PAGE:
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Expert: Trump's FDA rollbacks may have triggered E. coli outbreak

"Trump’s rollbacks [are] continuing to put people’s lives at risk," one expert says of the lettuce scare


Nicole Karlis
November 27, 2018 12:00AM (UTC)

As families prepared salads for Thanksgiving dinner, a popular leafy green was missing: Romaine lettuce.

Last Tuesday the Centers for Disease Control and Prevention (CDC) issued a food safety alert on romaine lettuce, advising all U.S. consumers stay away from the food. The CDC also instructed retailers and restaurants to stop serving or selling any until more information surfaced.

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Nearly one week later the investigation is still ongoing, as officials continue to investigate an outbreak of Shiga toxin–producing Escherichia coli (E. coli) linked to romaine lettuce.

This isn’t the first time that romaine lettuce has led to a public health scare. Last spring, an E. coli outbreak in lettuce resulted in 210 people infected, 96 people hospitalized and five dead. The CDC states that the previous outbreak officially ended in June 2018, and found that it started in the Yuma, Arizona region. Following that outbreak, a report by Reveal from the Center for Investigative Reporting explained an unreported link between the outbreak and the Food and Drug Administration’s (FDA) decision under the Trump Administration to delay some food safety rules, such as a water compliance date. Those rules were initially proposed by the Obama Administration.

The Natural Resources Defense Council tells Salon this is an example of how more safeguards are needed — as opposed to rollbacks on previous plans — to ensure food safety. The FDA has reported 32 illnesses and 13 hospitalizations from the latest outbreak.

“Like so many deadly food contamination outbreaks, this one points up the need for stronger safeguards – not less,”  Erik Olson, Senior Director of Health and Food at the Natural Resources Defense Council, said in a statement to Salon. “While we don’t know the cause of this latest outbreak, we know the Trump Administration last year suspended enforcement of key provisions of the FDA rule that addresses a common cause of outbreaks like this: Irrigating romaine lettuce and other veggies with manure-contaminated water. This is just the latest example of how Trump’s rollbacks and reliance on voluntary safety measures are continuing to put people’s lives at risk.”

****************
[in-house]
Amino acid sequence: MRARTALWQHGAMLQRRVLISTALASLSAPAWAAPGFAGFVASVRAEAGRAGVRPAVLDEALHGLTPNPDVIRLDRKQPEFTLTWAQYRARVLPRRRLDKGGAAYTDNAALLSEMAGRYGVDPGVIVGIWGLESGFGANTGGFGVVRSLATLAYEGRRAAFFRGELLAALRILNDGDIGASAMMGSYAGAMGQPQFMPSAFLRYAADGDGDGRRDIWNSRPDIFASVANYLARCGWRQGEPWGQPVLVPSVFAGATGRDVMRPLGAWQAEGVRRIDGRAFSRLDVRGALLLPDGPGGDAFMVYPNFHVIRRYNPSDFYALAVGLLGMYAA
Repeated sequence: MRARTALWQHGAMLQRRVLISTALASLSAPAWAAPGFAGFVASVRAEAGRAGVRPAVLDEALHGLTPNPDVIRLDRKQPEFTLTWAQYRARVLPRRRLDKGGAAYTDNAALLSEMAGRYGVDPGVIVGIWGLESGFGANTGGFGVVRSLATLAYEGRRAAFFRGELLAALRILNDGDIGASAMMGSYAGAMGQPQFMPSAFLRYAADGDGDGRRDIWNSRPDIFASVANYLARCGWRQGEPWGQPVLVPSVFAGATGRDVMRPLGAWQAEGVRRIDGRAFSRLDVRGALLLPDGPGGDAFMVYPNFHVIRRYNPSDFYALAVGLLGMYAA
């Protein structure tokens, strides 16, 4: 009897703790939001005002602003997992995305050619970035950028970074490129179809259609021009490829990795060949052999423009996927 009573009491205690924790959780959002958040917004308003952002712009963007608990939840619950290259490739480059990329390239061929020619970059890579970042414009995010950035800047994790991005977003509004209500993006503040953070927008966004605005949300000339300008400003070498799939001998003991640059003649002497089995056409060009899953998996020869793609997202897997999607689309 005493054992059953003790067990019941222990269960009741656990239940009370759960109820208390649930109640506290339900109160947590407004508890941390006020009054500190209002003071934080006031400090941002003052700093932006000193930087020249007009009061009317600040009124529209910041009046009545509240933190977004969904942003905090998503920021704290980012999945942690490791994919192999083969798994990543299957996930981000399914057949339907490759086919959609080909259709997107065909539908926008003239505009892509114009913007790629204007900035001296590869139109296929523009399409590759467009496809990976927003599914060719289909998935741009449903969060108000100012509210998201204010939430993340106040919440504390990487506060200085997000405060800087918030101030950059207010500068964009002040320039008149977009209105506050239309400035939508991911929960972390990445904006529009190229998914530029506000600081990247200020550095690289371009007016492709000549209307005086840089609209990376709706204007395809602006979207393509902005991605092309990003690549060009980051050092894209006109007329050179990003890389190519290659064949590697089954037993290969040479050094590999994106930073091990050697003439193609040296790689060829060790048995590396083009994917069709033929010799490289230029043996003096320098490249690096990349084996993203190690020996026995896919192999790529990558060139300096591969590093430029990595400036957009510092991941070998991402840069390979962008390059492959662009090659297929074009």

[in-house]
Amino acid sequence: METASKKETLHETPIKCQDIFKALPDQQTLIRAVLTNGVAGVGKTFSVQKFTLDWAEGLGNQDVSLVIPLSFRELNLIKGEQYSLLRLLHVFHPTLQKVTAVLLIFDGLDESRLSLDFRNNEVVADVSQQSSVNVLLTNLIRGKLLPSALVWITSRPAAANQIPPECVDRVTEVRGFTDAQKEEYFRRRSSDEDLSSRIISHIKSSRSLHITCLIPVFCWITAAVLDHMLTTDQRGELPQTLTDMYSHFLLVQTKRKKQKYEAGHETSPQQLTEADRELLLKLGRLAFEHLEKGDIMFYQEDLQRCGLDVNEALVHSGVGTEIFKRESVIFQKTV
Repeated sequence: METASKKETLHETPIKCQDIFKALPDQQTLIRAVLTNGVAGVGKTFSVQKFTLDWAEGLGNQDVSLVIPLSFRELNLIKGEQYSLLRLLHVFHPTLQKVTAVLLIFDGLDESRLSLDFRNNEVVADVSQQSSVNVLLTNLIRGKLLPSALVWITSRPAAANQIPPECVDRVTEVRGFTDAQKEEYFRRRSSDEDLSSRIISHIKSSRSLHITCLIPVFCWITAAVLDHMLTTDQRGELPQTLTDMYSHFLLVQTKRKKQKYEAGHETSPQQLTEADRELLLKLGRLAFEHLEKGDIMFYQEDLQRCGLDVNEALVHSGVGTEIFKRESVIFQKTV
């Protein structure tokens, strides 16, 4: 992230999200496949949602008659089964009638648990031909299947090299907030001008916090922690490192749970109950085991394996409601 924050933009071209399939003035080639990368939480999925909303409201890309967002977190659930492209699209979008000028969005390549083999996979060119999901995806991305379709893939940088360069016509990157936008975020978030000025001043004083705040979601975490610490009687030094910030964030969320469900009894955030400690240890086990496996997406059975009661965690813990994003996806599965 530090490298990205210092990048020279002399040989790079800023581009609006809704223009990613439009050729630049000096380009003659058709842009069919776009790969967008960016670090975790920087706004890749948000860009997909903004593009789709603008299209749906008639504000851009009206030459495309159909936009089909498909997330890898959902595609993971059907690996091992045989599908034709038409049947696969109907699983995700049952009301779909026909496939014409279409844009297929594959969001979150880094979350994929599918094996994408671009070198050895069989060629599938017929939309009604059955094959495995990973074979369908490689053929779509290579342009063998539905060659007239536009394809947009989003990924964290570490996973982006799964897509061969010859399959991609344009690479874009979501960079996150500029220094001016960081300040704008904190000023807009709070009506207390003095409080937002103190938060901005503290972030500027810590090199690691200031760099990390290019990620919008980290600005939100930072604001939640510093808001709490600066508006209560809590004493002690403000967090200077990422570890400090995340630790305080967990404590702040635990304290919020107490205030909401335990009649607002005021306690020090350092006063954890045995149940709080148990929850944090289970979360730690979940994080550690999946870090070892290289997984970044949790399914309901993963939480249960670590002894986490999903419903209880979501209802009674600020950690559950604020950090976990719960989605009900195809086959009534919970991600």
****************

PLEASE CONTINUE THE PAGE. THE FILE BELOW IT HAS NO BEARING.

Details regarding the official investigation are scant, with the exception of a tweet from FDA Commissioner Scott Gottlieb.

“The romaine implicated in the current outbreak is likely from California based on growing and harvesting patterns,” he said on Twitter. “The goal now is to withdraw the product that’s at risk of being contaminated from the market, and then re-stock the market.” He added: “New romaine from different growing regions, including Florida and Arizona, will soon be harvested. We’re working with growers and distributors on labeling produce for location and harvest date and possibly other ways of informing consumers that the product is 'post-purge.'”

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“The probability [that the outbreak came from California] is likely because we know that California is the largest production region,” April Ward, the California Leafy Greens Marketing Agreement’s Communications Director, told Salon, adding that farmers that are part of the agreement in California are all in compliance with the Food Safety Modernization Act proposed by the Obama Administration.

In regards to water testing, despite the rollback on the compliance date, Ward said farmers are very “proactive” and that farmers that are part of the California Leafy Green Products Handler Marketing Agreement must have their water tested, in four to five annual audits, every year for the last 10 years. Ward added that “water is a potential pathway [for an E. coli outbreak], but it’s not the only one.”

Experts are uncertain if a direct correlation can be drawn between this outbreak and the delayed proposed rule. Still, all agreed that finding a cause for this E. coli scare is a priority.

"At this time there is no determined cause for the outbreak, and as such addressing any specific possible cause would be speculation,” Dr. Bob Whitaker, Chief Science and Technology Officer of Produce Marketing Association, told Salon in a statement. “The first priority of our members is to make sure the food they produce is safe. When anything happens that compromises that safety it concerns all of us deeply, and our immediate focus is to understand what happened."

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Nicole Karlis

Nicole Karlis is a news writer at Salon. She covers health, science, tech and gender politics. Tweet her @nicolekarlis.

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